The price of both props and their presentational demands place them beyond the scope of the amateur magician. These are way too expensive to be toys. "Watch & Wear" is a well made prop, looks good on your wrist, and comes with a one year warranty. Your decision will be based on which method is right for you.

The Birthday Banner By Danny Archer

This new release from Danny Archer is a very colorful variation on the torn and restored newspaper effect. Here's what happens: The magician displays a number of individual birthday cards. They are squared into a stack, given a shake, and they visibly transform into 32 x 22 inch banner which says, "Happy Birthday!"

Danny provides you with a nicely made set of props, and instructions which give you several patter possibilities. One small problem is that the loose stack of birthday cards is held together with rubber bands, and the securing of these cards is not particularly hidden from the audience. In other words, at the beginning of the effect the spectators see you remove two rubber bands from the stack of cards. You replace the rubber bands, and then "Wham," the cards change into the banner. While I don't believe that "The Birthday Banner" is meant to be a profound mystery, the fact that the cards are secured by rubber bands certainly would explain to any astute spectator why the cards do not scatter on the floor.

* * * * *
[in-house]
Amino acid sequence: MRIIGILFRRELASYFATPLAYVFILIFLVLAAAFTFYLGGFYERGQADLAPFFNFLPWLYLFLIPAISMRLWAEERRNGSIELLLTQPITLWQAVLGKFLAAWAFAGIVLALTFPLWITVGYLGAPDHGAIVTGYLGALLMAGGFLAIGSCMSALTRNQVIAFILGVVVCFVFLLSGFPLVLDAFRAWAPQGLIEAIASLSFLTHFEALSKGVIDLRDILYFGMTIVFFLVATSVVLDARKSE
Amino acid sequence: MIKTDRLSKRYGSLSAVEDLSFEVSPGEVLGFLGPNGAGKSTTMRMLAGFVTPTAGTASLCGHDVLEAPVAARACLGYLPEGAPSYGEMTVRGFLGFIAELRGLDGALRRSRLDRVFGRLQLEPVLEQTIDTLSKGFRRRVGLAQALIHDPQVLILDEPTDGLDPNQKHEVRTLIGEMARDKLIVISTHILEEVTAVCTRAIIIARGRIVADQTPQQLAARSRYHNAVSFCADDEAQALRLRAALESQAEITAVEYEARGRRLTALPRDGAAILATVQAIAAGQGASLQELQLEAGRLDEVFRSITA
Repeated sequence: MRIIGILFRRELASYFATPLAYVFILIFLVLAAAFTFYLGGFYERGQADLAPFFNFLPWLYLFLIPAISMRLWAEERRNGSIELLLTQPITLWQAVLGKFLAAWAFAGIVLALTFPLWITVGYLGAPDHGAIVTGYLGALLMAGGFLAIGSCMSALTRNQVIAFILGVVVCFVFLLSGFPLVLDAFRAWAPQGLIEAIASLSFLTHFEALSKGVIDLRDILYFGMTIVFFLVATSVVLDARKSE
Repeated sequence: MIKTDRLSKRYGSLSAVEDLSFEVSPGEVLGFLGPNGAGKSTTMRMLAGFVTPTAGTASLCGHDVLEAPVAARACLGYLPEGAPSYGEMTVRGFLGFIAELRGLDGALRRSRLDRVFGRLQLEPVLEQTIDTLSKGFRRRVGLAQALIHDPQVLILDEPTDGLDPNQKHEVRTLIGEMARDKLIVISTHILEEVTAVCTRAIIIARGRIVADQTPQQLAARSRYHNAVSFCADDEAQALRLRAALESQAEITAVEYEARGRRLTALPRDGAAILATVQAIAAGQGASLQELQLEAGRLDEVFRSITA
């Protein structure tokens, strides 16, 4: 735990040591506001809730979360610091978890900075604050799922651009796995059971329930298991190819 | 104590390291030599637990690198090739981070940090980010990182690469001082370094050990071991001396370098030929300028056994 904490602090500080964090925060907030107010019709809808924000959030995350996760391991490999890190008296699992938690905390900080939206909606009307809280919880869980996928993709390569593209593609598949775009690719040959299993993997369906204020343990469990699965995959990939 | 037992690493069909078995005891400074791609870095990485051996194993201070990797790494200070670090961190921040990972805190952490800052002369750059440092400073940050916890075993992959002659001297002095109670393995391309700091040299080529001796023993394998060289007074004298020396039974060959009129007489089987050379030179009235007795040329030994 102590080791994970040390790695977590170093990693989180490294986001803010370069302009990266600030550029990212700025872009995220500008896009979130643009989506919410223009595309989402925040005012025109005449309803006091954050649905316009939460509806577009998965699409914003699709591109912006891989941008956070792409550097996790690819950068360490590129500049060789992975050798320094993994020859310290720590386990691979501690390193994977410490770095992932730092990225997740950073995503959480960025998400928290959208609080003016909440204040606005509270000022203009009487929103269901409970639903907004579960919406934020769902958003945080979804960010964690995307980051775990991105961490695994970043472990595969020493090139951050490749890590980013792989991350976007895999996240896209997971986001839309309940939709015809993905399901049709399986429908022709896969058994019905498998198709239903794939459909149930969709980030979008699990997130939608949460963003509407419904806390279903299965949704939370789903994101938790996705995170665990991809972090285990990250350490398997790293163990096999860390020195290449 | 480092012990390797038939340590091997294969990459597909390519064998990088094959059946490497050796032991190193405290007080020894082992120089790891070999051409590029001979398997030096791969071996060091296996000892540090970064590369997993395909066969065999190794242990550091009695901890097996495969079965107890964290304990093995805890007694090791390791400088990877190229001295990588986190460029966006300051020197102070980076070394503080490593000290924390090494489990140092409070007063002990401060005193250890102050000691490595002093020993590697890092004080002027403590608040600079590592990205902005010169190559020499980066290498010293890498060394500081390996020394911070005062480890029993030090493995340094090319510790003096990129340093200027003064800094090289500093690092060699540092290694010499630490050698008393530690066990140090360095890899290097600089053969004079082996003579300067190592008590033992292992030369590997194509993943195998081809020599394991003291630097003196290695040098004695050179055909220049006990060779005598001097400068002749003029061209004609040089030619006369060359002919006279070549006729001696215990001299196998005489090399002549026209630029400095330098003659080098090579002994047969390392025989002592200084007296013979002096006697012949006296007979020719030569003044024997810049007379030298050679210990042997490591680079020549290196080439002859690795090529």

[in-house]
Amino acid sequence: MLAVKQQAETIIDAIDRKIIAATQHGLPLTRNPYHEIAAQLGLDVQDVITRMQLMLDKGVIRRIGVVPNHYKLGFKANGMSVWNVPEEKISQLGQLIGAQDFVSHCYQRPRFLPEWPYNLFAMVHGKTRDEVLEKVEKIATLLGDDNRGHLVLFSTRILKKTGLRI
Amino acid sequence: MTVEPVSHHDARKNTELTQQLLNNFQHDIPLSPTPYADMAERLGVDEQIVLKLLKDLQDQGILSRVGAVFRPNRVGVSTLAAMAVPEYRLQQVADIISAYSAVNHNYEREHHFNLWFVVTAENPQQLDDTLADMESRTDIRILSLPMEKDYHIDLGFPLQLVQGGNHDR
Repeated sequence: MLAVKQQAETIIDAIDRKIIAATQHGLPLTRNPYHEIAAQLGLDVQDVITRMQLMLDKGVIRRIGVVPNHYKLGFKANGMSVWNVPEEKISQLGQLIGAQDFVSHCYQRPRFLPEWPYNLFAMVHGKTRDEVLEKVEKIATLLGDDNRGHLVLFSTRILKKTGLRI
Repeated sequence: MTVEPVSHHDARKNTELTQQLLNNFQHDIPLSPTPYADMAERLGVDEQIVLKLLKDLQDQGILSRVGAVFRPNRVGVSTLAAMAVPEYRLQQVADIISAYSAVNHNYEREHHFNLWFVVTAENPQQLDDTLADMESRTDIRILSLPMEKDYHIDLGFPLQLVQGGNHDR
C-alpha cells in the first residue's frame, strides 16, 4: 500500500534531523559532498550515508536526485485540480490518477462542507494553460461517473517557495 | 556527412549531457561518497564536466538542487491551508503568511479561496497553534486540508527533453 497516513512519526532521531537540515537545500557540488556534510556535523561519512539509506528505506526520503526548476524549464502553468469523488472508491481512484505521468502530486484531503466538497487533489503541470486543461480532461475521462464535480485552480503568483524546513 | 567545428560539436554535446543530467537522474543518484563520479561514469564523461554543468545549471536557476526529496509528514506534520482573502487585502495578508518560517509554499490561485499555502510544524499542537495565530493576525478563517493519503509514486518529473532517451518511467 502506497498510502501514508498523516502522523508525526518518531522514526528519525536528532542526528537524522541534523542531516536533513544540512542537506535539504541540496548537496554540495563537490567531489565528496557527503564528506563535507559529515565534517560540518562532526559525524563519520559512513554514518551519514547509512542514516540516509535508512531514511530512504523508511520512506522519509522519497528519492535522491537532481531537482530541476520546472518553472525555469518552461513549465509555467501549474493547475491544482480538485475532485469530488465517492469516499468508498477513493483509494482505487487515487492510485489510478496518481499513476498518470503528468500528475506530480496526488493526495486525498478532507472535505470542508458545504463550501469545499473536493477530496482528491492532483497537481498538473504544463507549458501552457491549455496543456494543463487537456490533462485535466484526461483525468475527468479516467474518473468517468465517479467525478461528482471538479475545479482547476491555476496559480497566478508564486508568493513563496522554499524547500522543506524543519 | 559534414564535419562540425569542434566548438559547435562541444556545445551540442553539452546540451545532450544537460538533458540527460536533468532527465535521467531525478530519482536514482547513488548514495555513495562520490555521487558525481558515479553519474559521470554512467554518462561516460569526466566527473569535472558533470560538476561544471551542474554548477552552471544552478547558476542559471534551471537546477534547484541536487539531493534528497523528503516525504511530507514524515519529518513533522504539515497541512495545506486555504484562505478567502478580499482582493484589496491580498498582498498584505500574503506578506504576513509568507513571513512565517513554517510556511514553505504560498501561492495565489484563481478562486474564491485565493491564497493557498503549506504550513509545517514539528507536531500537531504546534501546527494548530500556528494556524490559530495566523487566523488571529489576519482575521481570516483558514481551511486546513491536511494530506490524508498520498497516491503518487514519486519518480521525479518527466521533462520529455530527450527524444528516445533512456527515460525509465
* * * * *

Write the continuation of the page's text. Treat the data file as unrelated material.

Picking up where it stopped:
At $40 this is not a particularly inexpensive trick, but it not something which you could easily make up yourself. While not specifically a kid's show effect, I think that "The Birthday Banner" will be of most use to children's performers. It is a simple, effective, and visual way to say "Happy Birthday," and is definitely worth your consideration.